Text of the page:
DVDs are, in one way, the successor to CDs. A DVD is capable of holding so much more information than that of a CD player, about 40 times as much! Just imagine all the music you could save on a DVD. Of course, that then begs the question: can you use blank DVDs as audio CDs?
It’s not as strange of a question as you might initially think. Valid as it might be, let’s explore if you can, why you should and why you shouldn’t.
Can You Use Blank DVDs as Audio CDs?
The first thought that comes to mind when you think of DVDs is probably a movie of some kind. And sure, DVDs have become synonymous with video playback, but that’s not all they’re capable of achieving. Their storage capacity is something to consider, too.
DVDs, like CDs, can be used as an audio CD. In fact, if you’ve got several gigabytes of music that you want off your computer—use a DVD to store them all. DVDs are nothing more than a more advanced form of CDs.
But this opens another can of worms: why not use DVD players for every audio playback device? Well, there’s a reason you don’t stick a DVD into, say, your car stereo.
Similar in Nature, But Ultimately Different
When you compare a DVD to an audio CD, you would think that all the same devices can play back both. But that isn’t the case. It’s largely to do with the technology, the laser, that’s used to read the disc and the design of the disc itself.
By design, reading a DVD or CD is done in the same manner: using light. That laser bounces off the reflective side and then ‘reads’ what the disc contained. The information is stored in what’s known as ‘pits.’ In that way, DVDs and CDs are the same.
However, a laser that reads CDs isn’t capable of reading the pits on a DVD—they’re too small. And they’re small because of the increased storage capacity. The laser used to read a DVD uses a much shorter wavelength compared to lasers in CD players. That shorter wavelength provides the device, a DVD player, to read the information stored in the pits.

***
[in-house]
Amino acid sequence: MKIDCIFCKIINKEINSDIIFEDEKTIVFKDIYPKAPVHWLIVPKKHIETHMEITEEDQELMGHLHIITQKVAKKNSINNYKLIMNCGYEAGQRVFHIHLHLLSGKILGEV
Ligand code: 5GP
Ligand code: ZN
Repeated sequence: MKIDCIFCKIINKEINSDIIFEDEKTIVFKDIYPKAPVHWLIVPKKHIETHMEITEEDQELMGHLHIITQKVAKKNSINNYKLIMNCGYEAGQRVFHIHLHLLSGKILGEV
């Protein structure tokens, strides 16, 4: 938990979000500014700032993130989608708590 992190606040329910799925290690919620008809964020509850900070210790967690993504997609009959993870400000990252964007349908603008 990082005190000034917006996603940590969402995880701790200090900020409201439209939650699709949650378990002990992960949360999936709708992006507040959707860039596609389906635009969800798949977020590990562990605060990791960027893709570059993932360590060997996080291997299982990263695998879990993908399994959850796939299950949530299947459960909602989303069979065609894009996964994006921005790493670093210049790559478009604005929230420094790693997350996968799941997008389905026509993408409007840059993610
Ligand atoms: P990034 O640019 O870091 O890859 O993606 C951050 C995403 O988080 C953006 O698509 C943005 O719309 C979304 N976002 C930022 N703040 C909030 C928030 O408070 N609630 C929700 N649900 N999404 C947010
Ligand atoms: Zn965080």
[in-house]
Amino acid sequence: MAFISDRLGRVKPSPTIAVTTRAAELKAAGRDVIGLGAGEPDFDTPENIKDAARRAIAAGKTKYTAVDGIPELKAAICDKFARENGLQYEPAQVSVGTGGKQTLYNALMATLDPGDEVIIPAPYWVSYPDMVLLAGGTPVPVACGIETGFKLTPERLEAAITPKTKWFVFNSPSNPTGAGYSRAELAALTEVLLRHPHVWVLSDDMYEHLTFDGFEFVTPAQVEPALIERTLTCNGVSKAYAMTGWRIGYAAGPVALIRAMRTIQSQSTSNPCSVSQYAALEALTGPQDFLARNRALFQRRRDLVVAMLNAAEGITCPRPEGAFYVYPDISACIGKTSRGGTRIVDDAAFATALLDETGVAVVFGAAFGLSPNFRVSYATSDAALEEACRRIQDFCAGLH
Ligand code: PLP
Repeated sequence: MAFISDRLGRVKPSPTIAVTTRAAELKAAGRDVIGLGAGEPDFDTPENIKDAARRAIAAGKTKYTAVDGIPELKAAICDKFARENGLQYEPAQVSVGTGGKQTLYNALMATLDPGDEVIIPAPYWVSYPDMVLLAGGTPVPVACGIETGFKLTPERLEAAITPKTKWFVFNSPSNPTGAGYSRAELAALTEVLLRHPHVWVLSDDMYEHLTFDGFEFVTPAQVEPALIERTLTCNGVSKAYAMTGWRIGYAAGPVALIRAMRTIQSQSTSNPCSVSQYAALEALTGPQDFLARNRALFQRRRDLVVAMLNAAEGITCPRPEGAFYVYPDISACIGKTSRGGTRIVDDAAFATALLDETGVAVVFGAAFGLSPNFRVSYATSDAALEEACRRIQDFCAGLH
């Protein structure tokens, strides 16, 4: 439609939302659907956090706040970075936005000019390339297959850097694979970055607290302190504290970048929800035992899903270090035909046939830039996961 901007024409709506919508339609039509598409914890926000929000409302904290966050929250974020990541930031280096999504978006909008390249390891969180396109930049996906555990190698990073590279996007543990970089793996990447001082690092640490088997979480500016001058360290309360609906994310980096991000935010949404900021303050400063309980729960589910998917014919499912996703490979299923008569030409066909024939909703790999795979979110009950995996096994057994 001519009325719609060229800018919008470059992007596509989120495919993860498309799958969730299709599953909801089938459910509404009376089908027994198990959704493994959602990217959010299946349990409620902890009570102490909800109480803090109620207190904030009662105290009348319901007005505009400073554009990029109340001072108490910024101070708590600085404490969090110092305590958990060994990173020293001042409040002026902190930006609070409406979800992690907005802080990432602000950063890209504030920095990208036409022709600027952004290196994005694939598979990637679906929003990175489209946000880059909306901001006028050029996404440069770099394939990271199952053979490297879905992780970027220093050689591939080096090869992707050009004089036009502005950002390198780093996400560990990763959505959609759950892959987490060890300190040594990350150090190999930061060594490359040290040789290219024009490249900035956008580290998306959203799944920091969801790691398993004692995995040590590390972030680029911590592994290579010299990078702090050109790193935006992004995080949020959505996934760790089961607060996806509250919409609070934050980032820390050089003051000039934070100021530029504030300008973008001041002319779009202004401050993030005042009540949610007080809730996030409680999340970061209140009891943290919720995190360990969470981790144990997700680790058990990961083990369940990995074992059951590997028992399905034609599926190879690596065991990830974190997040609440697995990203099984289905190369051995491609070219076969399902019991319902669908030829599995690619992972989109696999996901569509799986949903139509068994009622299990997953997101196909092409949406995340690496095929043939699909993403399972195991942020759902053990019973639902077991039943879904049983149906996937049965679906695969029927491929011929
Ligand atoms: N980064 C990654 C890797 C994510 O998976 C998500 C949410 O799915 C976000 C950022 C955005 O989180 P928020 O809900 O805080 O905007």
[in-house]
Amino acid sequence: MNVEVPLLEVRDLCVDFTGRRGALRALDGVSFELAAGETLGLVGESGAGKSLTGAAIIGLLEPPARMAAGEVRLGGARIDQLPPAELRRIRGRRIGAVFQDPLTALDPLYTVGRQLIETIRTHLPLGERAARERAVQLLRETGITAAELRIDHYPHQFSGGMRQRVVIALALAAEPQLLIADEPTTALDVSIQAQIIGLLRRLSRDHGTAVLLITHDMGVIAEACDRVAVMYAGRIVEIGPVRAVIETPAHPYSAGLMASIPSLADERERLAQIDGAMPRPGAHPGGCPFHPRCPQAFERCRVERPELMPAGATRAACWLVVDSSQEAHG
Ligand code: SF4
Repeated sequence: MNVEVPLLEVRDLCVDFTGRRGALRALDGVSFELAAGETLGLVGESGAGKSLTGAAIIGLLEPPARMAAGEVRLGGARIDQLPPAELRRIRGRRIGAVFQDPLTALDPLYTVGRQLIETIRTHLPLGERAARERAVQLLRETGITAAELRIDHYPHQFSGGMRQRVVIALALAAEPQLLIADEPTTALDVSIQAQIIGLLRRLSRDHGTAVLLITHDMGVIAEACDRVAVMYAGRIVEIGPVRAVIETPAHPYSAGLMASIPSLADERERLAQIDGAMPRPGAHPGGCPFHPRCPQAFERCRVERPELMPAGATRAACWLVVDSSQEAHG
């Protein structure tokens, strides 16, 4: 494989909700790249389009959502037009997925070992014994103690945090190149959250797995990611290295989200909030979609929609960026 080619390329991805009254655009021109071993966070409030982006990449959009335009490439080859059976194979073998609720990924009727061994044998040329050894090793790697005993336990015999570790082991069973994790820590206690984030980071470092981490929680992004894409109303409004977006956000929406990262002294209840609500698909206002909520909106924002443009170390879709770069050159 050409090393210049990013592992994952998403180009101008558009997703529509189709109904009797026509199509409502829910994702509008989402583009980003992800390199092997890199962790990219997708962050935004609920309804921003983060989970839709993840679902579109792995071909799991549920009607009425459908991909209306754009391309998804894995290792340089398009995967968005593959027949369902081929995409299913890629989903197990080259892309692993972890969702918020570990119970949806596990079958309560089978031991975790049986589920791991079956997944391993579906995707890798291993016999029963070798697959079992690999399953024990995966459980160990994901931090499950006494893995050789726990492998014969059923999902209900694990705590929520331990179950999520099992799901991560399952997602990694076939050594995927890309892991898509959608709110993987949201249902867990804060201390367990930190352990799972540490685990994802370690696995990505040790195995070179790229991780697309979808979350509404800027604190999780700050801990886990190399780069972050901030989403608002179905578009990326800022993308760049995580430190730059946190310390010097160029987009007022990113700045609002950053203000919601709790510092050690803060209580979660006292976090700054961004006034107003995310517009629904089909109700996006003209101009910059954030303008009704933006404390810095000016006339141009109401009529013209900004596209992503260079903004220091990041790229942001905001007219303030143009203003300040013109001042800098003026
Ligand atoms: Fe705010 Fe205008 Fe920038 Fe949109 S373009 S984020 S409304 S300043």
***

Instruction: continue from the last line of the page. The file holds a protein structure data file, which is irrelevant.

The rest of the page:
Should You Use DVDs for Music?
In the grand scheme of things, using a DVD for music isn’t a problem at all. You certainly aren’t going to jail or something like that. The issue is portability and compatibility.
As mentioned before, DVDs are read with a different kind of laser, one that reads smaller wavelengths. A CD player, for example, doesn’t have the same kind of laser; it’s limited to CDs. With that said, DVD players are capable of playing both CDs and DVDs. That’s an issue of compatibility.
And that leads to the other problem: portability. A CD player is built with a laser to read CDs, not DVDs. That means lugging around a bunch of DVDs to play in a CD player isn’t going to work, unless you’re wielding a portable DVD player. Do people still use those?
Ultimately, it comes down to convenience. Your car stereo isn’t going to play DVDs. But at home where you can take advantage of the large storage space DVDs have? Go for it. In fact, it’s not a bad way to bank loose audio files you have.
In conclusion, DVDs are indeed superior to CDs. They hold more information and they can play back audio and video. The problem doesn’t rest with better technology, but rather convenience. A car stereo, for example, would need additional parts to play back a DVD, bumping the price up when a manufacturer could simply stick with CD playback—the cheaper choice.
While you’re at home, use your DVDs as audio CDs. But on the road? Stick to CDs.